Schools close due to haze
Everyone knows the haze situation is bad. We can see it. We can smell it. And many of us are feeling it, with a spike in the number of respiratory cases reported by medical practitioners in the past two weeks.
Now, air pollutant indexes (API) hovering consistently in the unhealthy levels of 101-200 points. So Malaysia’s Ministry of Education has ordered more school closures in different parts of the country.
This is to ensure that children who are considered to be at a greater risk of falling sick can stay at home and reduce their exposure to the pollution.
Long weekend “holiday” for more than 1.7 million students
Image credit: Malaysia Ministry of Education (Figures as of 18th September 2019 evening)
According to a media statement released by the Education Ministry, Kedah, Perak, Negeri Sembilan and Sarawak, will see 800 schools closed today, on 19th September 2019.
States like Selangor, Putrajaya, Kuala Lumpur and Penang will see 1,659 schools closed today and tomorrow, 19th and 20th September 2019.
The total number of students affected by the closure is 1,732,842 – that’s over 5% of Malaysia’s population.
Other high-risk groups
Besides children, the elderly and those who have existing heart and lung diseases are at a greater risk of falling sick. Their conditions can also worsen because of exposure to the haze.
A common condition caused by the haze is upper respiratory tract infections. The infections have cold-like symptoms such as runny nose, sore throat and dry coughs. And they occur due to irritation from inhaling polluted air.
People can also experience conjunctivitis, where their eyes become red, itchy or swollen. Acute asthma attacks can also occur, with people experiencing difficulties breathing.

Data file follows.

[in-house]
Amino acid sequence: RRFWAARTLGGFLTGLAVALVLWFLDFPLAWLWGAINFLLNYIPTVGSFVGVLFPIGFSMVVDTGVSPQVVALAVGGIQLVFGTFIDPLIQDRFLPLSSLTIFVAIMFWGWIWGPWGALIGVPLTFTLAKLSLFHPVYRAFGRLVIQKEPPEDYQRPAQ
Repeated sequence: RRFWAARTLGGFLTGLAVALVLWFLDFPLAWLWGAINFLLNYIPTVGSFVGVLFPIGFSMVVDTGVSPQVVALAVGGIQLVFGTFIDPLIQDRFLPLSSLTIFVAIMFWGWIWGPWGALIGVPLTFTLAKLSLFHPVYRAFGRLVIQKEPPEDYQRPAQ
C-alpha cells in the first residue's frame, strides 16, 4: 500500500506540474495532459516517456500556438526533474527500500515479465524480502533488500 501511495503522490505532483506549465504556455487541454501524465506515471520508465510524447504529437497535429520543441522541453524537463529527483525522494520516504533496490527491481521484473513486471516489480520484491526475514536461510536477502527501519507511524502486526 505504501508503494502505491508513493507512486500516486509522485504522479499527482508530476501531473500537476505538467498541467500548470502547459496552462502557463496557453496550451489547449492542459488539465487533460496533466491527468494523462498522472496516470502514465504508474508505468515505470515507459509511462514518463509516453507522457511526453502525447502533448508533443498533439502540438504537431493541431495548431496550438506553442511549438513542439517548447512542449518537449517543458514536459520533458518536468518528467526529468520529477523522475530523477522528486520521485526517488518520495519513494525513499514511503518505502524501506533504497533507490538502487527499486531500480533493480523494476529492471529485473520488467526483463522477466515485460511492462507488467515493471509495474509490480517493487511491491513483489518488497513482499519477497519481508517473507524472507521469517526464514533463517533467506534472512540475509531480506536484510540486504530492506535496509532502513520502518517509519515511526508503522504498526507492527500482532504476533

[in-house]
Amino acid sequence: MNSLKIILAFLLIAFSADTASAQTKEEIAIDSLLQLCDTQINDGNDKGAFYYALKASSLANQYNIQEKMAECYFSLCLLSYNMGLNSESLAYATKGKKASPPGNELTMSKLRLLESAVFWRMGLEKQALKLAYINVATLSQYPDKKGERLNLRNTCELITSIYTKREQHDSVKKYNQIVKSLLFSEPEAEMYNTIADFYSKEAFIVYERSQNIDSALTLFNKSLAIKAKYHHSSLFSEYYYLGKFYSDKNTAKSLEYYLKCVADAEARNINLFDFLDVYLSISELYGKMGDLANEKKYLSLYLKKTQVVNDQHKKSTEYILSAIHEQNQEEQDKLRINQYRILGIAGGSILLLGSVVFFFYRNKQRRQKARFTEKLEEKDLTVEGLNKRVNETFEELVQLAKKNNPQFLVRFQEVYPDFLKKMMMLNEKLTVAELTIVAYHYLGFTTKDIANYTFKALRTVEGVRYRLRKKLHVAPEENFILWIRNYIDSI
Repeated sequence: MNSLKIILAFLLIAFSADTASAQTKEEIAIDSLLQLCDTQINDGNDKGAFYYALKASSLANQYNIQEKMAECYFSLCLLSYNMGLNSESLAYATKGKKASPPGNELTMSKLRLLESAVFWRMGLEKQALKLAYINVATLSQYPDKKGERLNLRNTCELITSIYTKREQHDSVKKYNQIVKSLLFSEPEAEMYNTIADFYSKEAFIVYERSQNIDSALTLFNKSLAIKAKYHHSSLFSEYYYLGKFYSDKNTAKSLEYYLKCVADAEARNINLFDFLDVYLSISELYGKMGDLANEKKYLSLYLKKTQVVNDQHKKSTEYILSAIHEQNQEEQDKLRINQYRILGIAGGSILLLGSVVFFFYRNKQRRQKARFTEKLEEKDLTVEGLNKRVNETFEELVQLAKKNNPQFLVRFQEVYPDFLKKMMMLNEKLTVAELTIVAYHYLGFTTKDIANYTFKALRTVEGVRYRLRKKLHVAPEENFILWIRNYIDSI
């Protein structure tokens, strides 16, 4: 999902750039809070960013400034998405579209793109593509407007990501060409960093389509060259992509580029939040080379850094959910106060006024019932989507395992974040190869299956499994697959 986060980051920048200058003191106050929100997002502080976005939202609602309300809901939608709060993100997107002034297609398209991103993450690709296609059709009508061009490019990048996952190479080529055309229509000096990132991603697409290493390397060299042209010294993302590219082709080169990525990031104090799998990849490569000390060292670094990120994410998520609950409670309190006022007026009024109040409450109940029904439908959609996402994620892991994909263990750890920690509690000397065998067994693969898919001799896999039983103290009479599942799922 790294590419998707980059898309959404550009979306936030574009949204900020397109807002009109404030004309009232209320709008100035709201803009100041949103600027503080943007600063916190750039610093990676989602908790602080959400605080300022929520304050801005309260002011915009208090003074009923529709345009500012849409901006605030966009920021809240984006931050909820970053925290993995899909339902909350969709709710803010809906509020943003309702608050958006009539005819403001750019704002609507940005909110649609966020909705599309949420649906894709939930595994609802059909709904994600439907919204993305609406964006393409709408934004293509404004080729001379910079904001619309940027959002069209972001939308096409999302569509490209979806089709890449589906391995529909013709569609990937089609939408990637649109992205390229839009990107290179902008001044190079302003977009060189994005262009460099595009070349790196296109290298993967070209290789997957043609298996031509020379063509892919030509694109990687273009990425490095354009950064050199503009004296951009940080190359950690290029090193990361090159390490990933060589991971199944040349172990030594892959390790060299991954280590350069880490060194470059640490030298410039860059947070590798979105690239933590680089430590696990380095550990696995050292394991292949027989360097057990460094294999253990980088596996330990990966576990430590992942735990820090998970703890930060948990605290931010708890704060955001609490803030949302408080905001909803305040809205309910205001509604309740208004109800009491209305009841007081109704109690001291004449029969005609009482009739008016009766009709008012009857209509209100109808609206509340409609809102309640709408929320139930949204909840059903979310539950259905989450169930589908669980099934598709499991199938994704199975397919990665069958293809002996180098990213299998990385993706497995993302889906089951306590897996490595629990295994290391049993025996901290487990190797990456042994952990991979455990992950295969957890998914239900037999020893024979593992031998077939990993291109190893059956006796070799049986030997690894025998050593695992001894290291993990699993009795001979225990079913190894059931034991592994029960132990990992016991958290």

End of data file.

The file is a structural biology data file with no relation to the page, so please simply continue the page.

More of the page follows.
How to take care of yourself
Image credit: Kenny Liew
Besides staying indoors as much as possible, with the air filters switched on, you should also drink lots of water and avoid strenuous exercise.
If you need to head outdoors, wear an N95 mask. It’s the ideal type to filter out PM2.5 particles. These nano-sized dust and dirt are even smaller than the diameter of your hair. And studies say that they can enter the bloodstream and cause heart and lung diseases with prolonged exposure.
Haze causes school closure
Image credit: u/totatree
While the haze may be caused by the dry season and some believe, plantation companies and farmers who are taking advantage of the weather to clear lands by setting forest fires, it is a well-documented fact that global warming and climate change play a part in all this too.
So we shouldn’t put these factors under the microscope only when we experience haze. Instead, we should try to incorporate eco-friendly habits into our daily lives too.
Meantime, we hope that all students enjoy their unexpected long weekend or “school holidays” and stay home and continue to study hard. If you need some music to help you cram for the upcoming exams, try grooving to Spotify’s Hazed & Confused playlist – the songs are lit. And the titles are #mood.
Cover image adapted from: u/totatree